Comcast Customers Will Get $20 When Tech Shows Up Late

While many opponents of the Comcast/Time Warner Cable merger were primarily concerned about putting too much control over the pay-TV and broadband markets in one company’s hands, some just really disliked Comcast for its history of abominable customer service. Now that this acquisition has failed, Comcast is promising to invest some of its money in turning that we-don’t-care image around. The company says it will be hiring thousands of new customer service staffers and customers whose Comcast techs don’t show up on time will receive $20 bill credits.

“We’ll be successful when our customers see and feel this change in every interaction with us – from the first time they order and use our products to the way we communicate with them or respond to any issues,” explains Charlie Herrin, the guy who Comcast promoted last year to fix its customer service problem.

Comcast announced yesterday at the National Cable & Telecommunications Association annual show in Chicago that it will begin the process of hiring 5,500 new customer service employees. Around 2,000 of them will work at the three new customer support centers Comcast plans to open in Albuquerque, Spokane, and Tucson.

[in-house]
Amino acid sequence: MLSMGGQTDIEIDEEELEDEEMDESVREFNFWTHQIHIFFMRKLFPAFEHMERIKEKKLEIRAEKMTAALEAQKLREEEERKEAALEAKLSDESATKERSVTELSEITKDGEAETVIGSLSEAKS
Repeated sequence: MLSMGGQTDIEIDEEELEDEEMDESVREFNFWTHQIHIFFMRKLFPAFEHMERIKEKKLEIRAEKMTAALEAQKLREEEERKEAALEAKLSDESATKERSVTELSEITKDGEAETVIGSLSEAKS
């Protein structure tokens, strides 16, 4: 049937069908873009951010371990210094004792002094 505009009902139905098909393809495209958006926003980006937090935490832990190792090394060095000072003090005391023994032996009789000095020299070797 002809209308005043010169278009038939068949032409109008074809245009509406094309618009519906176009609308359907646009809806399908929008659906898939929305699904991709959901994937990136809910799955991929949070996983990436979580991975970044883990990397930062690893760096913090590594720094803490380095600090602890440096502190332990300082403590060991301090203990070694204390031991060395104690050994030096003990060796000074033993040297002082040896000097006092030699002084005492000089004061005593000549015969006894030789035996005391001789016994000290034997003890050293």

And because many consumers now bring their customer service gripes to social media, Comcast says it will be tripling the size of its social care team.

Comcast also says that starting in the fall, it will automatically credit a customer’s account if a technician is late for an appointment.

The company has been testing its Tech Tracker app in the Boston area since late 2014. It allows users to get an idea of where their tech is and whether they will show up within the appointed window. The app also gives customers the ability to rate a tech.

In addition to the merger failure, the last year has not been a good one for Comcast’s reputation. The company was caught ratting out a justifiably upset customer to his employer (which happens to be a consultant to Comcast), getting him fired in the process. Numerous customers recorded their disastrous customer service calls with Comcast and shared them with the public. And a former high-profile exec at the company raked it over the coals in an open letter after multiple customers revealed they had been the victim of rude pranks by surly Comcast staffers.

“It is unacceptable some of the individual instances that have been well-documented,” Comcast CEO Brian Roberts said at Tuesday’s event. “It was a rallying cry inside the company.”

Now we can only wait and see if Comcast makes good on its promise.